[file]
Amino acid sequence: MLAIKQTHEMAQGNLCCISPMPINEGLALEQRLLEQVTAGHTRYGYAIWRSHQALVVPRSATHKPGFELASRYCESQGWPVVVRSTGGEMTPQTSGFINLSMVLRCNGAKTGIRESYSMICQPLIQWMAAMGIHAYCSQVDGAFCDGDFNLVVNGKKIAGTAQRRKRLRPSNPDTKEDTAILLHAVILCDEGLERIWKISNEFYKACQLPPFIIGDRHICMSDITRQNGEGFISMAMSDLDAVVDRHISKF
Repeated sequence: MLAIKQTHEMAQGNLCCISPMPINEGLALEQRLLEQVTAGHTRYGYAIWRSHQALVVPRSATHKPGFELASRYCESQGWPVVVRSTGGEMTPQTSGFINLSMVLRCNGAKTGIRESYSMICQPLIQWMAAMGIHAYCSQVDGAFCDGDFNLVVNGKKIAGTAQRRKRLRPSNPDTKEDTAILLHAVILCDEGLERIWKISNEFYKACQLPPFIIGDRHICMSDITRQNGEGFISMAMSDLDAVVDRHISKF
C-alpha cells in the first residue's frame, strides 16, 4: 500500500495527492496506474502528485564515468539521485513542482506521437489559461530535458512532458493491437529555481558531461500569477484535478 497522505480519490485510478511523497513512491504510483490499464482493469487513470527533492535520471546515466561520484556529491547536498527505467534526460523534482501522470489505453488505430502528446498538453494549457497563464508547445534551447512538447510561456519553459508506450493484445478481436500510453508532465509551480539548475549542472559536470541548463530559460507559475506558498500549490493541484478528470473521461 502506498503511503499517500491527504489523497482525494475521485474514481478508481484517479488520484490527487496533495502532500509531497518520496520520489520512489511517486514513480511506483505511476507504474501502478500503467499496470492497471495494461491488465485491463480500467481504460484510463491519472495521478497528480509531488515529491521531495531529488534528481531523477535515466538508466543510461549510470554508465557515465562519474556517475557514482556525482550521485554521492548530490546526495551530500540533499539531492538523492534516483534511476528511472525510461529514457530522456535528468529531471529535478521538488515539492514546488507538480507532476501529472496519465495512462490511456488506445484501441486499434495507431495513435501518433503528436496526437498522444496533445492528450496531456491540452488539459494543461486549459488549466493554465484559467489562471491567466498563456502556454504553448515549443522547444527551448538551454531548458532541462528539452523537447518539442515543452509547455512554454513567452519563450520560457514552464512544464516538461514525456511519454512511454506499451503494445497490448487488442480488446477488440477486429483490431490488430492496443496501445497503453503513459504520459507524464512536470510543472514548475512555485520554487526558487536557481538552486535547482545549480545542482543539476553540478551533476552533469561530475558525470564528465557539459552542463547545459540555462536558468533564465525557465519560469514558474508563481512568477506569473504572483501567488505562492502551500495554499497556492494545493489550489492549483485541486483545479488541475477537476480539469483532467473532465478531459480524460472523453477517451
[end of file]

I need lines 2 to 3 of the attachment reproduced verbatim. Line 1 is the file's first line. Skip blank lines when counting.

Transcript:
Repeated sequence: MLAIKQTHEMAQGNLCCISPMPINEGLALEQRLLEQVTAGHTRYGYAIWRSHQALVVPRSATHKPGFELASRYCESQGWPVVVRSTGGEMTPQTSGFINLSMVLRCNGAKTGIRESYSMICQPLIQWMAAMGIHAYCSQVDGAFCDGDFNLVVNGKKIAGTAQRRKRLRPSNPDTKEDTAILLHAVILCDEGLERIWKISNEFYKACQLPPFIIGDRHICMSDITRQNGEGFISMAMSDLDAVVDRHISKF
C-alpha cells in the first residue's frame, strides 16, 4: 500500500495527492496506474502528485564515468539521485513542482506521437489559461530535458512532458493491437529555481558531461500569477484535478 497522505480519490485510478511523497513512491504510483490499464482493469487513470527533492535520471546515466561520484556529491547536498527505467534526460523534482501522470489505453488505430502528446498538453494549457497563464508547445534551447512538447510561456519553459508506450493484445478481436500510453508532465509551480539548475549542472559536470541548463530559460507559475506558498500549490493541484478528470473521461 502506498503511503499517500491527504489523497482525494475521485474514481478508481484517479488520484490527487496533495502532500509531497518520496520520489520512489511517486514513480511506483505511476507504474501502478500503467499496470492497471495494461491488465485491463480500467481504460484510463491519472495521478497528480509531488515529491521531495531529488534528481531523477535515466538508466543510461549510470554508465557515465562519474556517475557514482556525482550521485554521492548530490546526495551530500540533499539531492538523492534516483534511476528511472525510461529514457530522456535528468529531471529535478521538488515539492514546488507538480507532476501529472496519465495512462490511456488506445484501441486499434495507431495513435501518433503528436496526437498522444496533445492528450496531456491540452488539459494543461486549459488549466493554465484559467489562471491567466498563456502556454504553448515549443522547444527551448538551454531548458532541462528539452523537447518539442515543452509547455512554454513567452519563450520560457514552464512544464516538461514525456511519454512511454506499451503494445497490448487488442480488446477488440477486429483490431490488430492496443496501445497503453503513459504520459507524464512536470510543472514548475512555485520554487526558487536557481538552486535547482545549480545542482543539476553540478551533476552533469561530475558525470564528465557539459552542463547545459540555462536558468533564465525557465519560469514558474508563481512568477506569473504572483501567488505562492502551500495554499497556492494545493489550489492549483485541486483545479488541475477537476480539469483532467473532465478531459480524460472523453477517451